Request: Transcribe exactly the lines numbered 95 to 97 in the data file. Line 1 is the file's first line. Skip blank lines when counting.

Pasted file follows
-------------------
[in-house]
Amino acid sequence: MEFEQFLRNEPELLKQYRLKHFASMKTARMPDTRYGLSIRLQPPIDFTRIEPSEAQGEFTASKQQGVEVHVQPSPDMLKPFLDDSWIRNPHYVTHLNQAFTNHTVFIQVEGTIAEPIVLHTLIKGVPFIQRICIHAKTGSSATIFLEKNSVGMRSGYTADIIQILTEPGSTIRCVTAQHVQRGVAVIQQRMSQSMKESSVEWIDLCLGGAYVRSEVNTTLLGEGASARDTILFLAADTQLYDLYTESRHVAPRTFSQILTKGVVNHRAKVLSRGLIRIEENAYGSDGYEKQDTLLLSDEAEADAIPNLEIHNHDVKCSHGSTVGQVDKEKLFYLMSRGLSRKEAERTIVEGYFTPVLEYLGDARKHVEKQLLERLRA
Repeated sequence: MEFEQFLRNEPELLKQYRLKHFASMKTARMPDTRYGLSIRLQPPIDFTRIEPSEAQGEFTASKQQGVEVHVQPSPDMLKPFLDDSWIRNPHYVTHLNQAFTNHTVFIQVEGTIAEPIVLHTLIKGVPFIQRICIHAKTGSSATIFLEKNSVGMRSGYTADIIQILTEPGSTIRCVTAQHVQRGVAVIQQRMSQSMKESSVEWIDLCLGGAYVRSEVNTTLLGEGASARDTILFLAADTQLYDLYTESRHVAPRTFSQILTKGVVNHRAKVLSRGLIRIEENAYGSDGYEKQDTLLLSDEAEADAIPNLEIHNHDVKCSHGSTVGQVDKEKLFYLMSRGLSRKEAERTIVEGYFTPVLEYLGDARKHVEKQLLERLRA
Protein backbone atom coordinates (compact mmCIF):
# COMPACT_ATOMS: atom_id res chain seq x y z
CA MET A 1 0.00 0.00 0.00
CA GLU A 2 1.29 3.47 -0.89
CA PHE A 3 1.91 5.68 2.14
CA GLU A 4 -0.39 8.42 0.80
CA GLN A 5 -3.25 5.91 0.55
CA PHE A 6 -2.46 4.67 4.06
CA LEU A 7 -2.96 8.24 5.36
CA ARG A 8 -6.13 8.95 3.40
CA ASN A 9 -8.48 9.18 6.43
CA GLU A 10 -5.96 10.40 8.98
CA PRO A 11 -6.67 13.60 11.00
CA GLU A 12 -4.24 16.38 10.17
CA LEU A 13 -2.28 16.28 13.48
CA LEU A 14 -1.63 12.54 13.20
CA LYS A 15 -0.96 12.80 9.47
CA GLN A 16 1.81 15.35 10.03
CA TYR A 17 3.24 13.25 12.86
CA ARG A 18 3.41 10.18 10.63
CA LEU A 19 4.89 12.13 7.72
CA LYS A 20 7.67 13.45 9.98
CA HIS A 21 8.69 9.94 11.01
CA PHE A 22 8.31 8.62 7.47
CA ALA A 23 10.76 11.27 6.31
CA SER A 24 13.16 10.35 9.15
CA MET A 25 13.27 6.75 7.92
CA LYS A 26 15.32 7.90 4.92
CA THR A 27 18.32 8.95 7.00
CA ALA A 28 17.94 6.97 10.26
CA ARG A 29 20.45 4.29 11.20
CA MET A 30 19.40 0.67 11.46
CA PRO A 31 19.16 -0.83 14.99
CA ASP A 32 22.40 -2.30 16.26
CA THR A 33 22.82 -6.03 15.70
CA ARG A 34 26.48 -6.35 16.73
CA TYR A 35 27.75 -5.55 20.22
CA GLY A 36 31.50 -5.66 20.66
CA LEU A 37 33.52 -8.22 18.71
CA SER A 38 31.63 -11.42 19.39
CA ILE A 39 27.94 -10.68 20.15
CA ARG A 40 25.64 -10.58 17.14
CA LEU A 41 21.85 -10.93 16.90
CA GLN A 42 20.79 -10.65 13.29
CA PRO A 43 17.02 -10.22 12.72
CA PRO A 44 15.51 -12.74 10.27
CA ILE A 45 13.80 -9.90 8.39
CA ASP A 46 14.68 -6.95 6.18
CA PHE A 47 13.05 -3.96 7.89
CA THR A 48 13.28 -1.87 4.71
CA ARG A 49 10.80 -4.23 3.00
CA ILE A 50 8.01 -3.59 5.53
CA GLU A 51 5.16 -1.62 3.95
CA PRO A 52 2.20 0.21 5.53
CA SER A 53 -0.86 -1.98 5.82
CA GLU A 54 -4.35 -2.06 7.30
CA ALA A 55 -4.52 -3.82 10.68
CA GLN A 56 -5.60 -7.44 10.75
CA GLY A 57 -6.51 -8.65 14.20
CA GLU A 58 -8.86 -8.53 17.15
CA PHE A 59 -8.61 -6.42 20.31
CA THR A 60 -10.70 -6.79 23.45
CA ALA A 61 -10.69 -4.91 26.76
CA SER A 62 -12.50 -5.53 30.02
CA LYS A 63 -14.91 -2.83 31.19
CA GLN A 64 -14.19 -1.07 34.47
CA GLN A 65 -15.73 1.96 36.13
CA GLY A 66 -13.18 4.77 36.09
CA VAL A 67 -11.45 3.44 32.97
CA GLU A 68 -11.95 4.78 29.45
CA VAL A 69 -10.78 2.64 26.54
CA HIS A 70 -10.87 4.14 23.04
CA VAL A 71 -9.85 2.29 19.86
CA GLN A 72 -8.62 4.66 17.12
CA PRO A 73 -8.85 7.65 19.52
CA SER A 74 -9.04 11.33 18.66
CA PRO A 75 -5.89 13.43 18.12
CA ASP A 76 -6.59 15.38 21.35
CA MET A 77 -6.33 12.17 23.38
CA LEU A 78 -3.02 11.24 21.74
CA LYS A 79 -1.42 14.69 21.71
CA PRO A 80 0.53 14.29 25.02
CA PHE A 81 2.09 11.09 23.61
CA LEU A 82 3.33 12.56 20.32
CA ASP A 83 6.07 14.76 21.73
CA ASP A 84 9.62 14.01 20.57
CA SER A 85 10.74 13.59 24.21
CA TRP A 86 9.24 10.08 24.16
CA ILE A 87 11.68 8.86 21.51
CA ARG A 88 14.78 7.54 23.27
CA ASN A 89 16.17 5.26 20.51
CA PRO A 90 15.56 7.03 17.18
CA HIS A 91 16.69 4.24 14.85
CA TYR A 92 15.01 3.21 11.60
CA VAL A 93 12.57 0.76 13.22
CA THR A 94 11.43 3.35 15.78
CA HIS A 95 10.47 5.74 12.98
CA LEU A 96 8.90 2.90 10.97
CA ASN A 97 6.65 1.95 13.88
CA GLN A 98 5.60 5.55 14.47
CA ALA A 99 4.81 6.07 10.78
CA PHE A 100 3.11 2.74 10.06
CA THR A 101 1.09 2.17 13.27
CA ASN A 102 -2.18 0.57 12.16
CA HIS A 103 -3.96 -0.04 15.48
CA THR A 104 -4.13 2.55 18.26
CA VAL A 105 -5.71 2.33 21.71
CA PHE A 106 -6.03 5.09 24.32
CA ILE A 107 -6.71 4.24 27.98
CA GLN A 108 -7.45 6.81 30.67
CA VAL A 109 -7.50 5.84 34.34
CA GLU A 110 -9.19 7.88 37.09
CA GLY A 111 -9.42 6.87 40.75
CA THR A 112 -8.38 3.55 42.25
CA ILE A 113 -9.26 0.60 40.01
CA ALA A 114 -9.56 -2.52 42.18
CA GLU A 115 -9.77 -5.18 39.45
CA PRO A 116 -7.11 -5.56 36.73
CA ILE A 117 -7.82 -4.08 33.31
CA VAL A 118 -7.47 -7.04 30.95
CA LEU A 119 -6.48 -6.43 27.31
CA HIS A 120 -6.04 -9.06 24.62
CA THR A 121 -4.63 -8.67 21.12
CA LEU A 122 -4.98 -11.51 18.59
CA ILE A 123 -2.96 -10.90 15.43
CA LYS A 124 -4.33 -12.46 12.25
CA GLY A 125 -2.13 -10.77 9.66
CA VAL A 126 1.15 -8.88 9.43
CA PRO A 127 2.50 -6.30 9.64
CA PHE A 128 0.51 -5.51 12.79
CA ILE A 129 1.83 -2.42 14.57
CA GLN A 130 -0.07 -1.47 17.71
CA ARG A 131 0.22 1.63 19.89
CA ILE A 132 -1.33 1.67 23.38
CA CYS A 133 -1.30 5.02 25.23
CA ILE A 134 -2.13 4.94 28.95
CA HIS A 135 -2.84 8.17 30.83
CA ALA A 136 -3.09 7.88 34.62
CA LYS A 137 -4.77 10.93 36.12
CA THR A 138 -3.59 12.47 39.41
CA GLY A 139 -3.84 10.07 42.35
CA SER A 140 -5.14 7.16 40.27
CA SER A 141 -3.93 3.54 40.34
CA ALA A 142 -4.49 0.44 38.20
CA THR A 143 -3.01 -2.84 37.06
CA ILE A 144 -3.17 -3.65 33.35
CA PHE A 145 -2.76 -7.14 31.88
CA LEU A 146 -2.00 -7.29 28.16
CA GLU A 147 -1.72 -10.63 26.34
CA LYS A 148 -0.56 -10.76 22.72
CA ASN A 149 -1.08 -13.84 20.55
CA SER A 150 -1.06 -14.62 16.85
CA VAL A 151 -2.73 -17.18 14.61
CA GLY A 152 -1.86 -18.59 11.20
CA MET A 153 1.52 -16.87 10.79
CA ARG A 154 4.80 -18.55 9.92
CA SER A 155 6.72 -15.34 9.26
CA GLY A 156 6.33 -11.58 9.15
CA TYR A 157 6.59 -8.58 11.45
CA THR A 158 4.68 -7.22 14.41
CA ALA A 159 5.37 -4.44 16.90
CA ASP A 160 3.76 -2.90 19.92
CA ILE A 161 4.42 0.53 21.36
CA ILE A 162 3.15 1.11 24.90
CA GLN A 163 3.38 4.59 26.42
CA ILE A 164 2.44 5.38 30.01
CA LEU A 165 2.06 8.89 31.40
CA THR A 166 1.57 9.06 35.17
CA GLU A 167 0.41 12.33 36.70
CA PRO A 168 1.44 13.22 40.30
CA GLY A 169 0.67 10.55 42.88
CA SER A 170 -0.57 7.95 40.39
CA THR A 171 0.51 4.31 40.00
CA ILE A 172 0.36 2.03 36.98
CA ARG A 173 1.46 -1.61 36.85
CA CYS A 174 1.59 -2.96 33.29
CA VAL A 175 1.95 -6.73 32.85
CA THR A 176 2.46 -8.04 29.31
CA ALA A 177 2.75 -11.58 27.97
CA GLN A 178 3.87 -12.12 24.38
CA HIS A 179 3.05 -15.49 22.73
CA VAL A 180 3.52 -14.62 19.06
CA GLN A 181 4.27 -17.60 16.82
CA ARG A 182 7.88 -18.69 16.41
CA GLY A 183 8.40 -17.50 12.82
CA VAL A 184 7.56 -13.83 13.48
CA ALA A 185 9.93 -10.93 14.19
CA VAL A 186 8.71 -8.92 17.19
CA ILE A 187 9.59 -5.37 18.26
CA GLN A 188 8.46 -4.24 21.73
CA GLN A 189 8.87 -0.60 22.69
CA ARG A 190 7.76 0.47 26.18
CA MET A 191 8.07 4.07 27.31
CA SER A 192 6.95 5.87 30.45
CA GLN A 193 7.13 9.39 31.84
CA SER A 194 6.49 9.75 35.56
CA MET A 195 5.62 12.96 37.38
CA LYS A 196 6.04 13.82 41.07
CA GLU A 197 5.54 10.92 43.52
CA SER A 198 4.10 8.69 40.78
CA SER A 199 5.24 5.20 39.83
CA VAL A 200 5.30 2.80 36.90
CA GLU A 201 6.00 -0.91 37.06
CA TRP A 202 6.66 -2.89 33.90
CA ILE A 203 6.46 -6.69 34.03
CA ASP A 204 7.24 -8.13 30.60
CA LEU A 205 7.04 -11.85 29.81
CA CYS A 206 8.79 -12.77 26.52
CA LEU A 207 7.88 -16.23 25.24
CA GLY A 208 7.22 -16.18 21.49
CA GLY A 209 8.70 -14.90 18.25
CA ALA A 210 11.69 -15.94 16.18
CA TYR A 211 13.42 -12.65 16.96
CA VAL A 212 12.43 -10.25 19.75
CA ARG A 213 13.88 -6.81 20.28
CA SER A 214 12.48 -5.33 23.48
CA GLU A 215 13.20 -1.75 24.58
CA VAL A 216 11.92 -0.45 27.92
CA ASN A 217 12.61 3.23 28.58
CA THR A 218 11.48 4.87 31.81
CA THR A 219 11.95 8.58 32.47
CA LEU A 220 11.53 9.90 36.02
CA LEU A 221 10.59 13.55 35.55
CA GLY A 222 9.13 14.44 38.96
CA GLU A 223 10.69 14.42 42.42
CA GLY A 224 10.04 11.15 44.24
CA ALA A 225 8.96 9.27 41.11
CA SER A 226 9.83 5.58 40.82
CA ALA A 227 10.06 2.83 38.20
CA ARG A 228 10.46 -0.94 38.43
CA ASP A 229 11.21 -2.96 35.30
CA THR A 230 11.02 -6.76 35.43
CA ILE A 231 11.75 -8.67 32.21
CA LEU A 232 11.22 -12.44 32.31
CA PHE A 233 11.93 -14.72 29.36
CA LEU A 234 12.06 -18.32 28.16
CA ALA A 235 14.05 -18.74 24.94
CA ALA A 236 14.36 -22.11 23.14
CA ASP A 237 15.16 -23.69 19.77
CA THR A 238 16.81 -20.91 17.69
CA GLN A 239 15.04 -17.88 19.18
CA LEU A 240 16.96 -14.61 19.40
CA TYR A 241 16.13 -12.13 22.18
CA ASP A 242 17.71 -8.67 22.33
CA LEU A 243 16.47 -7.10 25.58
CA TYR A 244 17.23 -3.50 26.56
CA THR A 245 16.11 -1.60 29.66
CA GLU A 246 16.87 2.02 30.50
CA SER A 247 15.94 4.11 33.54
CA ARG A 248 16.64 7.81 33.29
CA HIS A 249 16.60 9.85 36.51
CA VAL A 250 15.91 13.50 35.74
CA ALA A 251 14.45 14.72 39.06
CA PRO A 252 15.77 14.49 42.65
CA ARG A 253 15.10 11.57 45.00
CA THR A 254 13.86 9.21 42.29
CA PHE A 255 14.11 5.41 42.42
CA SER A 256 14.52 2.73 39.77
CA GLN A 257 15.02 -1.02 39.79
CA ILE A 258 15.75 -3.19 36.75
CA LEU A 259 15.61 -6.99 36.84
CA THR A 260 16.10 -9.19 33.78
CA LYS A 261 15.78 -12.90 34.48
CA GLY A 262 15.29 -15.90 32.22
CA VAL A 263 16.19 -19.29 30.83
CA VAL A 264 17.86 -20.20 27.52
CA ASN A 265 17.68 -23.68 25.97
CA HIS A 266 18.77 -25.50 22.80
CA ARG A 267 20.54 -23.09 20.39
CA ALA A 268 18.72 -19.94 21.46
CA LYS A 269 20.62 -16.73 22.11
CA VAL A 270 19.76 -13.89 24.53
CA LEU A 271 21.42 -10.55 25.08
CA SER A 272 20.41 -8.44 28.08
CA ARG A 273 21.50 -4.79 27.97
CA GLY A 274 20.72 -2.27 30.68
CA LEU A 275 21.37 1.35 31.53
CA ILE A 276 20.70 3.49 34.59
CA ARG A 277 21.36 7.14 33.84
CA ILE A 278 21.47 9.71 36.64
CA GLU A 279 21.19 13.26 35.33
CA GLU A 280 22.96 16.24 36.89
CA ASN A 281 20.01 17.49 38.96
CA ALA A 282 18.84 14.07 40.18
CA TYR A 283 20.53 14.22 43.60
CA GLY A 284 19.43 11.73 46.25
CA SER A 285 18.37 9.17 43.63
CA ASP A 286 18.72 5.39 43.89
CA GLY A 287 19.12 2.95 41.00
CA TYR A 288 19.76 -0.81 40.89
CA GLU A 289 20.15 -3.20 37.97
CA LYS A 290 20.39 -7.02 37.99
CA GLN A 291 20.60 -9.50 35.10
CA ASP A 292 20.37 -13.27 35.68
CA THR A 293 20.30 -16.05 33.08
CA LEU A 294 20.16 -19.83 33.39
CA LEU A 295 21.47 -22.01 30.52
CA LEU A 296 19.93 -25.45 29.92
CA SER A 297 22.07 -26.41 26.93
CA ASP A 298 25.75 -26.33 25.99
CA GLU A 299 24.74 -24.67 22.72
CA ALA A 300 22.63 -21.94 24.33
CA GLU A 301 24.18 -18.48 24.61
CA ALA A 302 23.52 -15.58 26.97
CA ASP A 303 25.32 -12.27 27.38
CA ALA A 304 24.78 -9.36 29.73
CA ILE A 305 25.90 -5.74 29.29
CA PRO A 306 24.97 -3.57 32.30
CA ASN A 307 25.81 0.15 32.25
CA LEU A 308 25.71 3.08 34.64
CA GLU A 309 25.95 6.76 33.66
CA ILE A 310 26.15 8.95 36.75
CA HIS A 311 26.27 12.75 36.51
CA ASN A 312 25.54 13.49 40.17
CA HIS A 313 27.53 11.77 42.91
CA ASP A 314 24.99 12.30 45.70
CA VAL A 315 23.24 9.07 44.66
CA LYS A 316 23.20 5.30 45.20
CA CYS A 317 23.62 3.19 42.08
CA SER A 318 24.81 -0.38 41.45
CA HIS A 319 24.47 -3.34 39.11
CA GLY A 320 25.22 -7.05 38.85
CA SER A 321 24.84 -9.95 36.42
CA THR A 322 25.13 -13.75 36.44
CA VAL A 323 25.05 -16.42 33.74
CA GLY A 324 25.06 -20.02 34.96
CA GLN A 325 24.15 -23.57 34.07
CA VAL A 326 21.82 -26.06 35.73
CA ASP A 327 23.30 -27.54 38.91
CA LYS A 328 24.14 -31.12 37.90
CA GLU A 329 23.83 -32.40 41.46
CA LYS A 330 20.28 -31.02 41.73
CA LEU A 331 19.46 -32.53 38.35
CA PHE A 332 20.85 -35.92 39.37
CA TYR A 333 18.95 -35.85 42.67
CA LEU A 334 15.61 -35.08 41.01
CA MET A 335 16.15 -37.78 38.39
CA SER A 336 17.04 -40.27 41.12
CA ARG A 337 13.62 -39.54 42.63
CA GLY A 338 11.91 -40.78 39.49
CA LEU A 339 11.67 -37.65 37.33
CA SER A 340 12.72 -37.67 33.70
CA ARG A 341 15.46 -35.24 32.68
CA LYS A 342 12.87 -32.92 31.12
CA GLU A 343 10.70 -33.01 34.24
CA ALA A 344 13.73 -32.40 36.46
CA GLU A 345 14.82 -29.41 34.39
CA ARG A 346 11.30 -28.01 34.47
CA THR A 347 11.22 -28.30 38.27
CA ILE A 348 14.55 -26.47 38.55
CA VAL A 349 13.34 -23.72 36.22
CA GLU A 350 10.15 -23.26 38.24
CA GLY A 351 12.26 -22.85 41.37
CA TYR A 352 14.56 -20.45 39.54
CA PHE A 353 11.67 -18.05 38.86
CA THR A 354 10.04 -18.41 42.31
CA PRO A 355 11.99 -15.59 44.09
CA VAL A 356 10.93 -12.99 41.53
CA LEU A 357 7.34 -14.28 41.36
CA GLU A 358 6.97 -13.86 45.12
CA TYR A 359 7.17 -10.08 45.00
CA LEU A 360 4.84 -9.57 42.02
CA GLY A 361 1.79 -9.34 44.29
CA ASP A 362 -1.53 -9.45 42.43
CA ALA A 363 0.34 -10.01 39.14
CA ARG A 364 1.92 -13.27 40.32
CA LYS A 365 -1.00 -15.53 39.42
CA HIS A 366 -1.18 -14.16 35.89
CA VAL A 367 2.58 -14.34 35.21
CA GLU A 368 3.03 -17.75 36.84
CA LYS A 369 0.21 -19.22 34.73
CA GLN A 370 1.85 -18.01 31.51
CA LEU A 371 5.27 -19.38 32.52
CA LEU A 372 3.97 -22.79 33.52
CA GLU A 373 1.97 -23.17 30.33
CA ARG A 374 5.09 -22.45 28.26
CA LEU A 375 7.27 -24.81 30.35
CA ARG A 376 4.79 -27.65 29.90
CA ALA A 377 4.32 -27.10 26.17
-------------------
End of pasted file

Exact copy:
CA PRO A 90 15.56 7.03 17.18
CA HIS A 91 16.69 4.24 14.85
CA TYR A 92 15.01 3.21 11.60